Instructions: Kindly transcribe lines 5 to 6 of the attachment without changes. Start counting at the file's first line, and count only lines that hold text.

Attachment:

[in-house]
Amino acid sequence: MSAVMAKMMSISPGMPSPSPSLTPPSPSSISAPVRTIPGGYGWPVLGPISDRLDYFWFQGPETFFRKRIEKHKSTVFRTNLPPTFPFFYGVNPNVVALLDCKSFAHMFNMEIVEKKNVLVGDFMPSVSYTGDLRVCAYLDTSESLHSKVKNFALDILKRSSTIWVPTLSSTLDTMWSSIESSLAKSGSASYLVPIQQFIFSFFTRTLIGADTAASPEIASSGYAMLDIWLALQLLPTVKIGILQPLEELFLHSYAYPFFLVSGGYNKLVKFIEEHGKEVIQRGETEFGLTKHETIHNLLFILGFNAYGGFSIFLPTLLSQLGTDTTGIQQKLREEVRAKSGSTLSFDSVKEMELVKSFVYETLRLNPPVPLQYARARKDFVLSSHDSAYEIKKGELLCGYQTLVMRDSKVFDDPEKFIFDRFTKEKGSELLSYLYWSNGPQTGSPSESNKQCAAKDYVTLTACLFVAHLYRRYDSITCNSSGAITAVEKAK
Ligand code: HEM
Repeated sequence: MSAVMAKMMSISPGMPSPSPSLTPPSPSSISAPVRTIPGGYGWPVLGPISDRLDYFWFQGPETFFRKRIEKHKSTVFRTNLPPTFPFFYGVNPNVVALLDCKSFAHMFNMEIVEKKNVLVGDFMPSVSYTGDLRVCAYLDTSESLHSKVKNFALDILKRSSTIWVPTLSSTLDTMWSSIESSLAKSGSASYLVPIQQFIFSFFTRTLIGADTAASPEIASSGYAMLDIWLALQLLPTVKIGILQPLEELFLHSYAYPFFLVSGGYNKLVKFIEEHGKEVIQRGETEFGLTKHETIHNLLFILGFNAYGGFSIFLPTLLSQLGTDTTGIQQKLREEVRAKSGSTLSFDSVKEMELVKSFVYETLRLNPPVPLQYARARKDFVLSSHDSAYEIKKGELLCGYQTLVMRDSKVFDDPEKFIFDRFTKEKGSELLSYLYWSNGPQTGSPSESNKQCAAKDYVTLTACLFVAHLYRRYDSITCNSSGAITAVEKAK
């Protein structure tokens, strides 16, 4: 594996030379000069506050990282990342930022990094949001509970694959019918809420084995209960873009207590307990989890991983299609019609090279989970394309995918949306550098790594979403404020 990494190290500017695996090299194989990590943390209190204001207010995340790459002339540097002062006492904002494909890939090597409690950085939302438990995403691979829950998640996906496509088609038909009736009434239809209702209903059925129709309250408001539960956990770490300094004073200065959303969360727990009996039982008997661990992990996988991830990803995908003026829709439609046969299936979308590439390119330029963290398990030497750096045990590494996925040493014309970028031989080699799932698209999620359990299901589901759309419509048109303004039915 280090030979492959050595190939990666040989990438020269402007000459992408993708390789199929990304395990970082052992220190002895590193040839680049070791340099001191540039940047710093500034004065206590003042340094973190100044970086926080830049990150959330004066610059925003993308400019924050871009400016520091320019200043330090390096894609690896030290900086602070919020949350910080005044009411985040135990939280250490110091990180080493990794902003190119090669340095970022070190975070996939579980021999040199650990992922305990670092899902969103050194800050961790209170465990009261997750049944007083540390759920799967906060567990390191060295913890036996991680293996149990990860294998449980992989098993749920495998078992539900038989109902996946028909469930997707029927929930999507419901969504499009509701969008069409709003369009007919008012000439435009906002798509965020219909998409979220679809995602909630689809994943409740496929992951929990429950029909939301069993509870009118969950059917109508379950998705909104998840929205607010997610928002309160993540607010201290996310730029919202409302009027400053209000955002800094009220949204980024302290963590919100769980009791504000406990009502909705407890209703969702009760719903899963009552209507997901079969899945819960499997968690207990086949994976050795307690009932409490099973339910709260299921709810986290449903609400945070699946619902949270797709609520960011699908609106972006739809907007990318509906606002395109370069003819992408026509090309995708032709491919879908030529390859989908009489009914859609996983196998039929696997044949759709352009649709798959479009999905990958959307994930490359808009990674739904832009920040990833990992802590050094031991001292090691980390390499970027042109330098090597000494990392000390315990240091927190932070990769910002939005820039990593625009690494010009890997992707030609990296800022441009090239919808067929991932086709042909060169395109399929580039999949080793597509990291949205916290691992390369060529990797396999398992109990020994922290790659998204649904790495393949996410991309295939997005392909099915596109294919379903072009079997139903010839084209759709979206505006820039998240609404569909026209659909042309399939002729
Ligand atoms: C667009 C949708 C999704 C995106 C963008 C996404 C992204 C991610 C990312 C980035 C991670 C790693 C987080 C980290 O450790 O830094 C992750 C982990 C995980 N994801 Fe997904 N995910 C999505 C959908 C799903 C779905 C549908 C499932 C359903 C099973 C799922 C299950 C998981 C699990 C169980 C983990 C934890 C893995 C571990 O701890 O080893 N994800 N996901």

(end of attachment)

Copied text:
């Protein structure tokens, strides 16, 4: 594996030379000069506050990282990342930022990094949001509970694959019918809420084995209960873009207590307990989890991983299609019609090279989970394309995918949306550098790594979403404020 990494190290500017695996090299194989990590943390209190204001207010995340790459002339540097002062006492904002494909890939090597409690950085939302438990995403691979829950998640996906496509088609038909009736009434239809209702209903059925129709309250408001539960956990770490300094004073200065959303969360727990009996039982008997661990992990996988991830990803995908003026829709439609046969299936979308590439390119330029963290398990030497750096045990590494996925040493014309970028031989080699799932698209999620359990299901589901759309419509048109303004039915 280090030979492959050595190939990666040989990438020269402007000459992408993708390789199929990304395990970082052992220190002895590193040839680049070791340099001191540039940047710093500034004065206590003042340094973190100044970086926080830049990150959330004066610059925003993308400019924050871009400016520091320019200043330090390096894609690896030290900086602070919020949350910080005044009411985040135990939280250490110091990180080493990794902003190119090669340095970022070190975070996939579980021999040199650990992922305990670092899902969103050194800050961790209170465990009261997750049944007083540390759920799967906060567990390191060295913890036996991680293996149990990860294998449980992989098993749920495998078992539900038989109902996946028909469930997707029927929930999507419901969504499009509701969008069409709003369009007919008012000439435009906002798509965020219909998409979220679809995602909630689809994943409740496929992951929990429950029909939301069993509870009118969950059917109508379950998705909104998840929205607010997610928002309160993540607010201290996310730029919202409302009027400053209000955002800094009220949204980024302290963590919100769980009791504000406990009502909705407890209703969702009760719903899963009552209507997901079969899945819960499997968690207990086949994976050795307690009932409490099973339910709260299921709810986290449903609400945070699946619902949270797709609520960011699908609106972006739809907007990318509906606002395109370069003819992408026509090309995708032709491919879908030529390859989908009489009914859609996983196998039929696997044949759709352009649709798959479009999905990958959307994930490359808009990674739904832009920040990833990992802590050094031991001292090691980390390499970027042109330098090597000494990392000390315990240091927190932070990769910002939005820039990593625009690494010009890997992707030609990296800022441009090239919808067929991932086709042909060169395109399929580039999949080793597509990291949205916290691992390369060529990797396999398992109990020994922290790659998204649904790495393949996410991309295939997005392909099915596109294919379903072009079997139903010839084209759709979206505006820039998240609404569909026209659909042309399939002729
Ligand atoms: C667009 C949708 C999704 C995106 C963008 C996404 C992204 C991610 C990312 C980035 C991670 C790693 C987080 C980290 O450790 O830094 C992750 C982990 C995980 N994801 Fe997904 N995910 C999505 C959908 C799903 C779905 C549908 C499932 C359903 C099973 C799922 C299950 C998981 C699990 C169980 C983990 C934890 C893995 C571990 O701890 O080893 N994800 N996901």